BootsnAll Travel Network

Pills, Shots and Sprays Oh My!

Anyone who plans a multi-country, extended trip invariably has to deal with the problem of malaria prevention. Unlike many other diseases, malaria does not have a vaccine. Simply put, the best way to not get malaria is to not get bitten. The best way to do this is to cover up and use bug spray with DEET or some recommend lemon eucalpytus extract. But that doesn’t always work, especially when mosquitoes somehow make it their life’s mission to find only you in a crowd of thousands. There is also a rumor floating around in travelers circles, that there is either a homeopathic cure or that you somehow build up an immunity to malaria once you get it. If there is a homepathic cure, can you let the medical community know about it please? Thanks much. And if you intend on getting malaria just to build up an immunity, talk to the estimated 2 million or so people who die from malaria every year and see if it worked for them.

So we are left with taking pills. Lots and lots of pills. In certain places, the skeeters have built up an immunity to certain drugs, so you need to research where you are going and what to take. I think the main reason that travelers don’t take malarials is the cost and side effects that come with certain kinds. There are three main anti-malarial drugs out there, mefloquine (brand name Larium) which can cause anxiety and nightmares in some people. Then there is doxycycline, which is an antibiotic, and not only are you not supposed to drink alcohol while taking this (what’s the point?) but it can cause sun sensitivity, reduces the effectiveness of BC pills, and makes you at greater risk for yeast infections. Sign me up! The last one is Malarone, which is fairly new, reportedly has no side effects and the skeeters aren’t immune to it. The kicker is that not only is this pill insanely expensive (I was quoted $4.75 A PILL) but you have to take it everyday. So, if you are like me, and plan on being in malarial zones for about 9 months, this will put a major crimp in your budget. Not to mention the hundreds of dollars I spent on my vaccines or “jabs.”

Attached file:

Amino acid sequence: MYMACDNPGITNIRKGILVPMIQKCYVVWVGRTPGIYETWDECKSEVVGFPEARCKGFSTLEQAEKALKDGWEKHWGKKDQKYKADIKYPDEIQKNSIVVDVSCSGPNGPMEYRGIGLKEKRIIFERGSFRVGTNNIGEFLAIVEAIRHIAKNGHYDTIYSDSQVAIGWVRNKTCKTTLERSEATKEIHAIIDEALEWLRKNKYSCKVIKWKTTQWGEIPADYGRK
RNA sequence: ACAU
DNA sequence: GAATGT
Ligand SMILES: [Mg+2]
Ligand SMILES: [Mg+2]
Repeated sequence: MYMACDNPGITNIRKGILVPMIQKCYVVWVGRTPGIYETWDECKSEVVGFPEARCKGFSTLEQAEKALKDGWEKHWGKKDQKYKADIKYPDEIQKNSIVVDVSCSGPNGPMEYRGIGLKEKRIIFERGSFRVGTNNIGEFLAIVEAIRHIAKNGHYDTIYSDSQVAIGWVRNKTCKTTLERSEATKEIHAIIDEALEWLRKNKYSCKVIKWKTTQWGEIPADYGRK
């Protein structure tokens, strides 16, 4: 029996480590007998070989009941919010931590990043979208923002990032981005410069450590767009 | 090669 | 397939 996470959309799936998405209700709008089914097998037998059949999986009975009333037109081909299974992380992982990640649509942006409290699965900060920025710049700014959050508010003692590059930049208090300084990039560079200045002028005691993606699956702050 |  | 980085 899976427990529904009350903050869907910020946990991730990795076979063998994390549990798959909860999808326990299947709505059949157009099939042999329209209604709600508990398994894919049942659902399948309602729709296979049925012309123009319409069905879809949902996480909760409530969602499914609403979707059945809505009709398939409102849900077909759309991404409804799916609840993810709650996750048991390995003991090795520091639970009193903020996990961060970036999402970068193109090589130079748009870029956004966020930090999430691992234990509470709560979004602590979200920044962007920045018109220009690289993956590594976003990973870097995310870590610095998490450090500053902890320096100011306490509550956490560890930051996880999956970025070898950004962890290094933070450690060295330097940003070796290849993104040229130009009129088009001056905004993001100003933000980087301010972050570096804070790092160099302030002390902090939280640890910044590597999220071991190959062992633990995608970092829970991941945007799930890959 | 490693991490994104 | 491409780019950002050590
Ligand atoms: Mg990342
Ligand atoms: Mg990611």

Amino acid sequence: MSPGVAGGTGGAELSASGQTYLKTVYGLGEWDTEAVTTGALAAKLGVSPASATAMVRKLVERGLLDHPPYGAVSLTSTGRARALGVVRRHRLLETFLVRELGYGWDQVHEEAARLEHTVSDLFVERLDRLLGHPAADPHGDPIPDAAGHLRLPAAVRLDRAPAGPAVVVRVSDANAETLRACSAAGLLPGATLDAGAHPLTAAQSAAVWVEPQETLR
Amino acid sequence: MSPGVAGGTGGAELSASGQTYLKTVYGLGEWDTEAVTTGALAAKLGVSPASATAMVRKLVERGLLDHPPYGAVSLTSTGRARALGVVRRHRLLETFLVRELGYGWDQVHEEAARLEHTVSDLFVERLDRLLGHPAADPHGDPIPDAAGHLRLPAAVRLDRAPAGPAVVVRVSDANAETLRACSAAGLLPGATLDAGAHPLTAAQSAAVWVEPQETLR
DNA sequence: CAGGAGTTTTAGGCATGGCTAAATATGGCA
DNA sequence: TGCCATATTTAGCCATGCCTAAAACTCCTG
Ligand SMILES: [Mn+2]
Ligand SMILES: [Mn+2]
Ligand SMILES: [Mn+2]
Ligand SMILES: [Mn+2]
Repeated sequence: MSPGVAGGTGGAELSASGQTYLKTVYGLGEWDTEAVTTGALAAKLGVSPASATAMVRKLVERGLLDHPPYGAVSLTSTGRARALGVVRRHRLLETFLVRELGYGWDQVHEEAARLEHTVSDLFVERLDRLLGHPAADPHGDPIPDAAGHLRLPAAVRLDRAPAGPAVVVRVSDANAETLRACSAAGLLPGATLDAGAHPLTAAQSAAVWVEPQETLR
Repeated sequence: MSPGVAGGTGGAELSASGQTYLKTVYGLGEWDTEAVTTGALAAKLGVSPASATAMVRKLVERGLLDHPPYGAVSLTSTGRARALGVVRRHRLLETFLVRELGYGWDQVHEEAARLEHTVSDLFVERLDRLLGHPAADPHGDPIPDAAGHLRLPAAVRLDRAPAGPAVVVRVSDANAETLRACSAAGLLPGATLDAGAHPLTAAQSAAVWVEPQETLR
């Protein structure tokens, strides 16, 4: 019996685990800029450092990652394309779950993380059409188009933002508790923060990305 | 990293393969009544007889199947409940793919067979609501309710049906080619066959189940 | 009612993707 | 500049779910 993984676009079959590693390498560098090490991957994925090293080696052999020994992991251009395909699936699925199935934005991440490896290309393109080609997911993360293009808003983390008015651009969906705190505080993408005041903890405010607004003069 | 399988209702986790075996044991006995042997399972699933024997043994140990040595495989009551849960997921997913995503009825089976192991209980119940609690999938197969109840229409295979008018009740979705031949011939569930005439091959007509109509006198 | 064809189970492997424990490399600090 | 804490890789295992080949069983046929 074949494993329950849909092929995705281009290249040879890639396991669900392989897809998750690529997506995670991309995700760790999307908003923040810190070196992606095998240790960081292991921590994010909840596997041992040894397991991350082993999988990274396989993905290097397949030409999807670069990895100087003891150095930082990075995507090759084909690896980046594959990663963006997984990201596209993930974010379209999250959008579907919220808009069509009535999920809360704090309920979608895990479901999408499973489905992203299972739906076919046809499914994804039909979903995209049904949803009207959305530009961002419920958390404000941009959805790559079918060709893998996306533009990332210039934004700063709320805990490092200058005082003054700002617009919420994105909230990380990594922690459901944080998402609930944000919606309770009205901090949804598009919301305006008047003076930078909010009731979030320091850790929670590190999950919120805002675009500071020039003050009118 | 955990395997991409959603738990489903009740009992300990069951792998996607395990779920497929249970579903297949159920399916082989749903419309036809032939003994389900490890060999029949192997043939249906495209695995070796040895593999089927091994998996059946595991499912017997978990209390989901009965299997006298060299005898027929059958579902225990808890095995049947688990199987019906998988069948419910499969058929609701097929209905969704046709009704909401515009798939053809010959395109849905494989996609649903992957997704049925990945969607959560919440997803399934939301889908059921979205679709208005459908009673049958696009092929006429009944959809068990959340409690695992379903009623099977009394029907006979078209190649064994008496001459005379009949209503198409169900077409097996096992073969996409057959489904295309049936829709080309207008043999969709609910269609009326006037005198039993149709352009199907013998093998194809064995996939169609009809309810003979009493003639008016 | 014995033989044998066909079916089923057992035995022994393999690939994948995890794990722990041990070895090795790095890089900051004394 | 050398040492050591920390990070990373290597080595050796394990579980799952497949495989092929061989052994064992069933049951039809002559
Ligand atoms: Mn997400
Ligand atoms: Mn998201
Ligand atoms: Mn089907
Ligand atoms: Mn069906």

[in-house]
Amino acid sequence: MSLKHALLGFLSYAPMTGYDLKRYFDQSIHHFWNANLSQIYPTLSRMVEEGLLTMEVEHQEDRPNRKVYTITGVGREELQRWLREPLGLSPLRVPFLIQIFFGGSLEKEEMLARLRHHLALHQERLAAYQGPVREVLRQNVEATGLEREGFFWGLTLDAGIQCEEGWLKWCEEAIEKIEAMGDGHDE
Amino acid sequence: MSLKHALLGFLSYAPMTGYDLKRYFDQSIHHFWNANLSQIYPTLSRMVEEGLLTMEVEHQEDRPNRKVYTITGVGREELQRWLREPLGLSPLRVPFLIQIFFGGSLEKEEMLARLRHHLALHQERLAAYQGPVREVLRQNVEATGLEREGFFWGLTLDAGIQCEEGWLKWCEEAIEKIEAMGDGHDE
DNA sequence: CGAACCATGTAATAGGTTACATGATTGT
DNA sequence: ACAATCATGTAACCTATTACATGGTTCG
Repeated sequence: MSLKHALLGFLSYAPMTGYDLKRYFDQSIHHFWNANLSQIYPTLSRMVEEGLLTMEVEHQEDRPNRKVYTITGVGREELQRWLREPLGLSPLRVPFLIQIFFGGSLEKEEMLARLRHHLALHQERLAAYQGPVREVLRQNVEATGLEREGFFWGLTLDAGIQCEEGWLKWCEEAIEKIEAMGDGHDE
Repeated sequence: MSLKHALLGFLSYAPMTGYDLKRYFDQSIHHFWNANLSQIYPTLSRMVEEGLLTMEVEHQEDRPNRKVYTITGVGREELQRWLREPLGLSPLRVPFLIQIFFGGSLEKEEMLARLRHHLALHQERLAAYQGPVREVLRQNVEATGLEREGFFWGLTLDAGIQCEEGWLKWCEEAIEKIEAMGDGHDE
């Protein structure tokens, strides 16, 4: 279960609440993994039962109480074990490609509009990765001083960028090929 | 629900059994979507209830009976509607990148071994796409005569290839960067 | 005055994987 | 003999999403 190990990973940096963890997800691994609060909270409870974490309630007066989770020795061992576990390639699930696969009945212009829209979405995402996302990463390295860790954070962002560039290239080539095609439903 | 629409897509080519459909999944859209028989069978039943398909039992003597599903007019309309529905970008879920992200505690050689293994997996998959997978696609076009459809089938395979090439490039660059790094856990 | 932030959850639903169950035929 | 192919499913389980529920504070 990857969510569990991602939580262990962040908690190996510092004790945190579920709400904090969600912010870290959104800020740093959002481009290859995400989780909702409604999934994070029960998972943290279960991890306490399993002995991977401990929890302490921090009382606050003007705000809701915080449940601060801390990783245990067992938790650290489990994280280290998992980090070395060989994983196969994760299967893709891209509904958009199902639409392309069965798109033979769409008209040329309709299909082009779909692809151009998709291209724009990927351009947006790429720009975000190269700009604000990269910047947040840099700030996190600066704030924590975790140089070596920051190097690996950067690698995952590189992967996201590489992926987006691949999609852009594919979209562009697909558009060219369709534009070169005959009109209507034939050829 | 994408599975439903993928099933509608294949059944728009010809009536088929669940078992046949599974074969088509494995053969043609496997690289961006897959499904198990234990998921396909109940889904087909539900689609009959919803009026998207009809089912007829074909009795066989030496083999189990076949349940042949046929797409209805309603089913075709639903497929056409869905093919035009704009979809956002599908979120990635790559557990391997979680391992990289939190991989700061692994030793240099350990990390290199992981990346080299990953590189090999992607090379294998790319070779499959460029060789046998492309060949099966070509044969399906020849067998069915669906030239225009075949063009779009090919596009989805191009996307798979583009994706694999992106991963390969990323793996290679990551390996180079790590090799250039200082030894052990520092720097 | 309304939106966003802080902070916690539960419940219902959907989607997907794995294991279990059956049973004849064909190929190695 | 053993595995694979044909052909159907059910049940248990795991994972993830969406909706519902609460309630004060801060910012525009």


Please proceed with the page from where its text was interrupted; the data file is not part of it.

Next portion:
For my trip, I decided to get the Jap B Encephalitis (3 shots at $110 each), since I’ll be in Asia for part of the monsoon (read: skeeter) season. I also got Hep A&B, Yellow Fever, Tetanus/Diptheria booster, MMR booster, Polio booster, Meningitis (why I didn’t get this FOR FREE at college I have no idea) and a flu shot. I also have to take my typhoid vaccine, which is 4 pills. All of these, not including the malaria meds, cost me over $600. And my insurance even paid for the Hep A&B and Tet/Diph booster. Supposedly my insurance will also pay for a 90 days supply of Malarone, but I’m thinking they may catch on that if I need 90 days of Malarone, I might not be working or have their insurance anymore. We’ll see how that goes, I’m going to try and get my script filled today at Sam’s Club, which quoted me the cheapest price. The hard part is to not buy too many, as it is a waste of money, but to not run out either, since Malarone is really only available in western countries right now. So if I run out I can’t really get any more on the road. These are the issues that suck about planning a trip like this.

None of this addresses any of the diseases that don’t have any vaccines or preventative medicine at all, not to mention post-infection care. Dengue fever, another awesome little disease, is also transmitted by mosquitoes. Difference is, these mosquitoes bite during the day, while malaria mosquitoes bite at night. I wonder how they decided that? Did they have a little Darwinian pow-pow one day?

Almost 50% of travelers will also get “sick to their stomach” at one point. When someone says they are sick to their stomach, they are really referring to poop. And this usually means some form of diarrhea, more affectionately known as “Delhi belly” or “Montezuma’s revenge.” The best advice to avoid diarrhea is to not drink local water, ice or any fruits and vegetables that have been washed in said water and not peeled. But if you read this article, you’ll understand how even the most careful of travelers end up with a dodgy stomach. (Not for the faint!)

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